‘Kevin Hart’s Guide to Black History’ is an ode to heroism

The comedian's new Netflix series tells the stories of some under-appreciated figures in history

Via Netflix

We’re a week into Black History Month, and while lessons on Martin Luther King Jr. and Jackie Robinson are being taught in schools across the country, self-proclaimed “comedy rock star” Kevin Hart has taken a lesson of his own to Netflix to celebrate the less acknowledged minds and hearts that have brought pride and power to the African-American community for the better part of the last 300 years.

Streaming on Netflix as of Friday morning (February 8), Kevin Hart’s Guide to Black History looks at the subtle — and not so subtle — heroism of some of the more under-appreciated figures in history that challenged racial intolerance in hopes of advancing equality. Of course, Hart employs a few friends, as well as his signature wit, to get his point across in the one-hour special, and while it’s pretty much Drunk History without the voiceovers and copious amount of booze, Hart puts together a history lesson worth watching.

With a handful of hyper-lessons on tap, Hart looks into the lives and legacies of visionaries such as Josephine Baker, Vivien Thomas, Robert Johnson and a number of others, in short stories that while not delving into dense detail, share the stories of these powerful men and women with above-average excitement. But Hart couldn’t make it happen alone, so he brought in some friends.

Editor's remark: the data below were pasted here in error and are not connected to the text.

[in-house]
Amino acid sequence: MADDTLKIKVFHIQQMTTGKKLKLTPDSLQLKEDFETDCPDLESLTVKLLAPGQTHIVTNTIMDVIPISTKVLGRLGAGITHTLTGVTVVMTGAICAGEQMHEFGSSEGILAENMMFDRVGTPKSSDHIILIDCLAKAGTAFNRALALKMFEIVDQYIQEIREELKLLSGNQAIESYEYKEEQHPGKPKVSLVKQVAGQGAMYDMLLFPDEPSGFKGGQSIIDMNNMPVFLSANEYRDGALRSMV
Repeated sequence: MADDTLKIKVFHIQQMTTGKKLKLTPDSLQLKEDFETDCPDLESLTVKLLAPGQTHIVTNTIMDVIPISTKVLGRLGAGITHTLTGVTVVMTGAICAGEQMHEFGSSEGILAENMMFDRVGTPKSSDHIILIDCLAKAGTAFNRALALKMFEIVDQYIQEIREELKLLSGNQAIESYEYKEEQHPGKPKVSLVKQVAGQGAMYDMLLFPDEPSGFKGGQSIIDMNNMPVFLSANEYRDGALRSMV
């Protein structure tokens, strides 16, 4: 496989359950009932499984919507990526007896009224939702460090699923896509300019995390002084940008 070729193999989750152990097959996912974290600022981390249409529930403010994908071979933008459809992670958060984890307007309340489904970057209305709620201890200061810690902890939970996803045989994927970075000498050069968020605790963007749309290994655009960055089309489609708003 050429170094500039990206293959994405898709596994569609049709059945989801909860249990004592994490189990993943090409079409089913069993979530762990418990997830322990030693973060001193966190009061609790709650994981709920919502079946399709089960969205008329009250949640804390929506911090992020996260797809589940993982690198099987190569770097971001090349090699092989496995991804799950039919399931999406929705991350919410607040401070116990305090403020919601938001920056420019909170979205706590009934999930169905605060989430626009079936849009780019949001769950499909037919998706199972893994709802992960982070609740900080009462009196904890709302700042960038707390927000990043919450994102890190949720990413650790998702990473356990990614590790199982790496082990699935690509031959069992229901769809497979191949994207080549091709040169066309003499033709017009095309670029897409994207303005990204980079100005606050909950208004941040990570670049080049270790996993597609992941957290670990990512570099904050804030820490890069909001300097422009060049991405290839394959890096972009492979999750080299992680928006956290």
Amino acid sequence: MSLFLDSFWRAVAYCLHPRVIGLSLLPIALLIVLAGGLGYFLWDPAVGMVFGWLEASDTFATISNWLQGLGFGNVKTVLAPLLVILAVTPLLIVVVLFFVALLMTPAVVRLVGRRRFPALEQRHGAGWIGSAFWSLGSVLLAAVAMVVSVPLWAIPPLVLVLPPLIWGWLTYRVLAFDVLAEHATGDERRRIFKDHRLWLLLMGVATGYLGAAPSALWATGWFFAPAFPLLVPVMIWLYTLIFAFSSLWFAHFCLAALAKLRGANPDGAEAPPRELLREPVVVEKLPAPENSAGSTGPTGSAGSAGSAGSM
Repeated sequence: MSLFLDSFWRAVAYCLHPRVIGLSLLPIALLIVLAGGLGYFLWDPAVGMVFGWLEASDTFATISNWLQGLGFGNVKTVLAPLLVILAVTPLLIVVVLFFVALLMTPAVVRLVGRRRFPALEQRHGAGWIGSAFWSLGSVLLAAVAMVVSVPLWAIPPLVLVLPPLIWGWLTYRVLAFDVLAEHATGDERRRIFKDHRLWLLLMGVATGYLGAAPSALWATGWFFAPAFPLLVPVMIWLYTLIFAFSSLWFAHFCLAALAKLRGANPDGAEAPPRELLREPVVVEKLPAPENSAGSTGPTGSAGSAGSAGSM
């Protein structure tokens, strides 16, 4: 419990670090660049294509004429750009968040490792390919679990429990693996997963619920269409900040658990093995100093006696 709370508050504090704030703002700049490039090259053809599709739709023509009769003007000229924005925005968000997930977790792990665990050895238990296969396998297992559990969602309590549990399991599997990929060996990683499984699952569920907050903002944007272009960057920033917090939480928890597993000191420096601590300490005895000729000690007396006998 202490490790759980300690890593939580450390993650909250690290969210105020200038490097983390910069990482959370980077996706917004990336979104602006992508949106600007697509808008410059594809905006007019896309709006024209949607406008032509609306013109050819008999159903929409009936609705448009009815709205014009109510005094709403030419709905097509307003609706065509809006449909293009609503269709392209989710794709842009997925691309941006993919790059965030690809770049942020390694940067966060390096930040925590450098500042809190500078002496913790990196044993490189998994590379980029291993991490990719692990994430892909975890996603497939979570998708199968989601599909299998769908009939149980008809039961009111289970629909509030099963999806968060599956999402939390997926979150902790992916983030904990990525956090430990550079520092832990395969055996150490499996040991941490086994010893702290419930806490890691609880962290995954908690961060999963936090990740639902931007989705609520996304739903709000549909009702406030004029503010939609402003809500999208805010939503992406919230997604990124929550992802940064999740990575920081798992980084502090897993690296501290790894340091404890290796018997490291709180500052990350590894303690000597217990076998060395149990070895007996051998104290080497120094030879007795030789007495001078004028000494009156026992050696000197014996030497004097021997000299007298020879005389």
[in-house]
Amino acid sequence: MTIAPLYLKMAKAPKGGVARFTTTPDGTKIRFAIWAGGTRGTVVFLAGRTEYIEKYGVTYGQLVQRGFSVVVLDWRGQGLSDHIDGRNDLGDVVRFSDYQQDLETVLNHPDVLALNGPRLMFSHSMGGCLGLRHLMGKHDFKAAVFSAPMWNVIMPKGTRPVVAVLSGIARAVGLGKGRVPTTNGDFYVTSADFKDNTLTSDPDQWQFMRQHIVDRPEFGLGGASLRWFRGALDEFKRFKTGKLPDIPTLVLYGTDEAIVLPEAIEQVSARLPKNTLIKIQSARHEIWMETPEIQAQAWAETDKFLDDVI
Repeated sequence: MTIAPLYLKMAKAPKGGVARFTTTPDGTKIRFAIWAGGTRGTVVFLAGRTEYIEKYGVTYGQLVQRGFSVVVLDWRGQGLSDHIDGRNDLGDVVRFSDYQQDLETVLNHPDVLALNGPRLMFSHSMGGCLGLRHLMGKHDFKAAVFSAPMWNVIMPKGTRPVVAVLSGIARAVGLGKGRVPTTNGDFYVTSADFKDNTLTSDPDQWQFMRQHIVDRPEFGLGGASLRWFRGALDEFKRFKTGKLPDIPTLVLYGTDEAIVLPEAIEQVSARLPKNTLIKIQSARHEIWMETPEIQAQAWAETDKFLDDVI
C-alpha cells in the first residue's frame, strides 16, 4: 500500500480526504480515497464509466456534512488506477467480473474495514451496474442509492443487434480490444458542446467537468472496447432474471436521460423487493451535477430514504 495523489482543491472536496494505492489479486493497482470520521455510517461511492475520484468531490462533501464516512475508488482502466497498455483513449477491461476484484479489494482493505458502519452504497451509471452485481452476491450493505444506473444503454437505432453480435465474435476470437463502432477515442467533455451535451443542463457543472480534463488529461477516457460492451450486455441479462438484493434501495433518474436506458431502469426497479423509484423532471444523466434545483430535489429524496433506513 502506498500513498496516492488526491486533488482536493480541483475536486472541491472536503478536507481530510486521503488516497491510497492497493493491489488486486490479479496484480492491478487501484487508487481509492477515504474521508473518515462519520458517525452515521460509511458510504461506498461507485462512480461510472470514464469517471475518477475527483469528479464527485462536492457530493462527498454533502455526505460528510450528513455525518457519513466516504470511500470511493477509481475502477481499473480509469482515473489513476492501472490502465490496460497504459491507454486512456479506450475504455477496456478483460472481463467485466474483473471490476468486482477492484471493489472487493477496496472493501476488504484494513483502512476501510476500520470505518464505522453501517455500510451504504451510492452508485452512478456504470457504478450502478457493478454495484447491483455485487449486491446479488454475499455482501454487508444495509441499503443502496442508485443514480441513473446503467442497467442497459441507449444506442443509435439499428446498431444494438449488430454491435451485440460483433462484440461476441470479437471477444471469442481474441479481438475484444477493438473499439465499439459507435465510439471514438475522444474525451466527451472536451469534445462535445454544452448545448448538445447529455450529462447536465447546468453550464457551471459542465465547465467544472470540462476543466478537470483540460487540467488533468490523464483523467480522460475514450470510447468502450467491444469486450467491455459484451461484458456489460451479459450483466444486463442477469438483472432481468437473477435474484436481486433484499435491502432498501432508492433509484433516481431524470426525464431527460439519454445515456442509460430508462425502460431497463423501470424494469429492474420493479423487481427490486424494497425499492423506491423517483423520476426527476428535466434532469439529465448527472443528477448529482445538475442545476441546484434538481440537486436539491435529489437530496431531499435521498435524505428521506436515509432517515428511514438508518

In addition to Tiffany Haddish taking the role of Mae C. Jemison, the first African-American woman to travel to space, Lil’ Rel Howery helps to tell the story of Henry “Box” Brown, a 19th-century slave who found freedom through the USPS, while Tom Kenny — the voice of Spongebob Squarepants — brings Robert Peary to life in the story of explorer and Harvard alum Matthew Henson, the man who was technically the first to reach the North Pole, as opposed to the tale of Peary being the first.

Kevin Hart balances the hilarity with history quite well in his newest film project, but it really could’ve used an appearance by “Weird” Al Yankovic.

Oh, wait. It has that too? Well, damn.

Kevin Hart’s Guide to Black History is a true gem in what seems to be an endless round of films featuring Hart over the past few years. But it shouldn’t be ignored.